by Dr. Christopher Kent
Concern is growing over declining student enrollment in chiropractic colleges. It is reported that there has been a 34% drop in student enrollment over the last six years.
A bigger problem, however, is that despite their claims to the contrary, most of the colleges are producing insurancedependent NMS practitioners.
The colleges are in trouble for two big reasons:
1. Raising admission requirements and
2. The fact that from a money standpoint, chiropractic is not very attractive to a young person who is career shopping.
In the ’80s, during the insurance boom, even a mediocre DC could make $150250,000. Today, the average income for a DC is somewhere in the $70s and $80s, depending on geography.  Unofficial sources estimate a failure rate of 50% of practices.
Why get a BS degree, take all those science courses, go $100,000 or more in debt, get beaten up with four parts of national boards, clinic requirements, etc. when you have a 50% chance of failure and IF you succeed, will average $80,000 or so per year after eight years of postsecondary education?
Unless you have a personal, emotional attachment to chiropractic, why become a DC? You can become a “Doctor of Pharmacy” or a “Doctor of Physical Therapy” in six years or less following high school, and be almost guaranteed employment upon graduation. [2,3] Physical therapists already enjoy direct access in most states, and a growing number offer manipulation services.
A PR campaign won’t fix any of this.
A growing number of chiropractors are supporting a four year prerequisite for admission to chiropractic college. A few states have even adopted a bachelor’s degree requirement as a matter of law. 
The premise seems to be that more preprofessional training equals better doctors. It is time to expose this premise as unproven.
I have been unable to locate any studies comparing DCs with two years of preprofessional study with those having four. Fortunately, there have been studies comparing medical doctors with two, three and four years of preprofessional education. These studies show that there is no significant difference in performance.
In the 1970s, because of a perceived physician shortage, several medical schools offered six year combined liberal artsmedicine programs. Lazoni and Kayne  reported the results of such a program. The authors described their findings: “Graduates of a sixyear combined LiberalArtsMedicine Program and their medical school classmates (traditional ‘eight year’ students) are compared as to their medical school performance and their professional postgraduate activities. On standardized examinations (Medical College Admission Test and examinations of the National Board of Medical Examiners) the sixyear group was somewhat better than the eightyear group.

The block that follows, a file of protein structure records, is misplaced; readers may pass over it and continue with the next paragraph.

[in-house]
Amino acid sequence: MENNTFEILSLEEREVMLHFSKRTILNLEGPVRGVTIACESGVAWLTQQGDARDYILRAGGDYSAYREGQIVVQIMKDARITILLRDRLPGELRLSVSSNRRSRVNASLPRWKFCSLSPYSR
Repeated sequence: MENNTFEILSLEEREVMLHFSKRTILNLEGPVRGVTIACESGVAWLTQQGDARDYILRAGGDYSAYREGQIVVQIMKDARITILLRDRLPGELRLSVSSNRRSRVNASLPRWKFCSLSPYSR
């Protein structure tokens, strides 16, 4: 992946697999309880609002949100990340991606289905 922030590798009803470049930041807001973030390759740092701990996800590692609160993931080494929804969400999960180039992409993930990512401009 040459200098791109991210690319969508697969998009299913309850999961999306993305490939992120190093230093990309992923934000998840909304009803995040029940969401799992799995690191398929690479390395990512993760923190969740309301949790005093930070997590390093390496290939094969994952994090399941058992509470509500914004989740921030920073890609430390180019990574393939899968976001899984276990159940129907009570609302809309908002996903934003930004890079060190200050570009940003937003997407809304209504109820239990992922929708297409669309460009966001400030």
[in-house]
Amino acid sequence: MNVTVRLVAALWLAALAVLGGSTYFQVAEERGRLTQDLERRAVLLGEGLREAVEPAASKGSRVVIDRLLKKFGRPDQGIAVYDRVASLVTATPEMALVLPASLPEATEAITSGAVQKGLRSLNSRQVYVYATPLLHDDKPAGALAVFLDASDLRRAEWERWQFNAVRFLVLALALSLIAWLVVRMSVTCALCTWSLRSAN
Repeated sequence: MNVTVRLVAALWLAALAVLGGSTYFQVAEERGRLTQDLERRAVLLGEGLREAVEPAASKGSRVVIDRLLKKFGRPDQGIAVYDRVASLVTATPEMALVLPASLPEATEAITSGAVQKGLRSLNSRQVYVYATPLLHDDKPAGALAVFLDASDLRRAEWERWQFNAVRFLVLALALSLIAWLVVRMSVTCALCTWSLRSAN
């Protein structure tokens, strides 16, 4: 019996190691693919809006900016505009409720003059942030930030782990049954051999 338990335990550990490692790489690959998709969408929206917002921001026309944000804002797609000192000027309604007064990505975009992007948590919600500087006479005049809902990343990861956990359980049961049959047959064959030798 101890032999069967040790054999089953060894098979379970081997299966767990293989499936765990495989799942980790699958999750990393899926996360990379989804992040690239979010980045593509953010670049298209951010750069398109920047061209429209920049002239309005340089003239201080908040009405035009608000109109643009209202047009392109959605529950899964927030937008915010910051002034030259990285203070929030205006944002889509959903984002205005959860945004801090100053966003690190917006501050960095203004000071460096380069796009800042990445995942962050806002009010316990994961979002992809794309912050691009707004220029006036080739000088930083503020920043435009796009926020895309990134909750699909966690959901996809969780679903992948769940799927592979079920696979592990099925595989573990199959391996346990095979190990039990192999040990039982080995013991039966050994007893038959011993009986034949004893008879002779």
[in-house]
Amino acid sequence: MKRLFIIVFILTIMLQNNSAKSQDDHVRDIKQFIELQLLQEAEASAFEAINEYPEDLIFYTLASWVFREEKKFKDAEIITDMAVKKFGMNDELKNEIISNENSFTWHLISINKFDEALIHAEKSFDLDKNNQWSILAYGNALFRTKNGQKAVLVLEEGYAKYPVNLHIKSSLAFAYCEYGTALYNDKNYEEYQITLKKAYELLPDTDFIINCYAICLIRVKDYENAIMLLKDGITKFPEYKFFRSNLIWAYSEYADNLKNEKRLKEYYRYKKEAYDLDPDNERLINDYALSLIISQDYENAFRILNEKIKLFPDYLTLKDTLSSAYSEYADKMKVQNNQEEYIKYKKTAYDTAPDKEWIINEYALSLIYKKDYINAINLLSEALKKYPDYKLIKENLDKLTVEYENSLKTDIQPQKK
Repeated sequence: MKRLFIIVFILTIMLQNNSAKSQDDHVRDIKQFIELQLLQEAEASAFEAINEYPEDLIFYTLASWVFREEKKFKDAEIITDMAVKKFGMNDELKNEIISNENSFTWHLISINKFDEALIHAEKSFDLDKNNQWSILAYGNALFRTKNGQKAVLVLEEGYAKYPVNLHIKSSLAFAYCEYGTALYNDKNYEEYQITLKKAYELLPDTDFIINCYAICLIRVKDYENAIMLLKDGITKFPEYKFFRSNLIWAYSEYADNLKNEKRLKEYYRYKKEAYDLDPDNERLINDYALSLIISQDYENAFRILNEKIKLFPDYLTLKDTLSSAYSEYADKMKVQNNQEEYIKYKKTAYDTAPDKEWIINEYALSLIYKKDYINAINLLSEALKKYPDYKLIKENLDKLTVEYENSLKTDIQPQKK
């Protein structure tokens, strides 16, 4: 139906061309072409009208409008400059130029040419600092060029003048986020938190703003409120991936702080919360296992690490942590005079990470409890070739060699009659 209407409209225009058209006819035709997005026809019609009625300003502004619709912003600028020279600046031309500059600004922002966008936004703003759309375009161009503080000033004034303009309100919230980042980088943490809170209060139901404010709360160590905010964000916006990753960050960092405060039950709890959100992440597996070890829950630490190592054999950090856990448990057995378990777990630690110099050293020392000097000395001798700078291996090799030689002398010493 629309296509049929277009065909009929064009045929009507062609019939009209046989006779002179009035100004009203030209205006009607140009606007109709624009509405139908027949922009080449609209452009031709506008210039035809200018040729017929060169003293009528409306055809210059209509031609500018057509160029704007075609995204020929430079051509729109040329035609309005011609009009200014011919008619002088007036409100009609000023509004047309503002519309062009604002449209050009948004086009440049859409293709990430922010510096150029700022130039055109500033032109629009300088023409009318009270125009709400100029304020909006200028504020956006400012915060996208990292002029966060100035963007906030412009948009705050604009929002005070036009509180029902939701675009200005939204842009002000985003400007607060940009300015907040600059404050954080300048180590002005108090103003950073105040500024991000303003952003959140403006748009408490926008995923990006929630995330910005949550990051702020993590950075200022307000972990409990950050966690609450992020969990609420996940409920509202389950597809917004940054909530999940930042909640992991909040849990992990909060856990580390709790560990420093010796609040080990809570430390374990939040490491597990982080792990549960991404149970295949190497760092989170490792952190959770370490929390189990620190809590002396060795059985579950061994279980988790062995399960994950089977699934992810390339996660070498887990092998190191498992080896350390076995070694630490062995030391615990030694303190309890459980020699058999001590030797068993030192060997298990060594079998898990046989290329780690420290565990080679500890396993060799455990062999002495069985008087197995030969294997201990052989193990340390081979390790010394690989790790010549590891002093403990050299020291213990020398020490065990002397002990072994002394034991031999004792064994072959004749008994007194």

“In other aspects, such as class ranking, honors at graduation, and medicine clerkship grades, the six and eightyear groups were similar. The two groups were remarkably similar in their postgraduate professional career choices and in achieving board certification.
“The data for the first three classes indicate that qualified high school students can succeed academically in an accelerated collegiatedegree program, do well in medical practice, and begin the practice of medicine at a younger age.”
These findings are corroborated by a JAMA article  which stated, “These data, together with additional information concerning postgraduate professional activities, indicate that the combined accelerated program has been successful.”
More recently, a group of Canadian investigators  reached similar conclusions: “There were no significant differences between the three groups in the results of any of the subjective and objective outcome measures. Students who have completed 2 years of undergraduate study before admission to medical school were able to achieve a satisfactory level of competency and maturity by the end of medical school. The 2year option for entrance into medical school should be reconsidered.”
Doxey and Phillips , in comparing entrance requirements for health care professions, wisely observed, “The value of preprofessional requirements relating to success in practice is yet to be determined.”
It is obvious that there is no evidence whatsoever that more beer, botany, and “Beowulf” make a better doctor! Those pushing for increased prerequisites should be shown what medicine has found it just doesn’t matter. The professions of pharmacy and physical therapy have redesigned their entry level degrees as first professional doctorates with a twoyear prerequisite.
Those wishing to “upgrade” chiropractic education would be wise to consider improved “real world” clinical training rather than adding more prerequisites.
1. Chiropractic Economics Salary and Expense Survey. http://www.chiroeco.com
2. For description of a typical 6 year Doctor of Pharmacy program visit http://www.pharmacy.purdue.edu/academics/pharmd/ … For a program that can be completed in 4 2/3 years, see http://www1.uop.edu/pharmacy/home_sop/pharmd.htm
3. Doctor of Physical Therapy degrees may be earned with 5 1/2 to 6 years of post high school instruction. For a typical program, see http://web.sau.edu/pt/admissions.htm.
4. Professional regulation in the United States. Federation of Chiropractic Licensing Boards brochure. 1996.
5. Lanzoni V, Kayne HL: “A report on graduates of the Boston University sixyear combined liberalartsmedicine program.” J Med Educ 1976;51(4):283.
6. Blaustein EH, Kayne HL: “The accelerated medical program and the liberal arts at Boston University.” JAMA 1976;235(24):2618.
7. Crockford PM, Gupta DM, Grace MG: “Requirements for admission to medical school: how many years of university study are necessary?” Can Med Assoc J 1995;153(11):1595.
8. Doxey THE, Phillips RB: “Comparison of entrance requirements for health care professions.” JMPT 1997;20(2):86.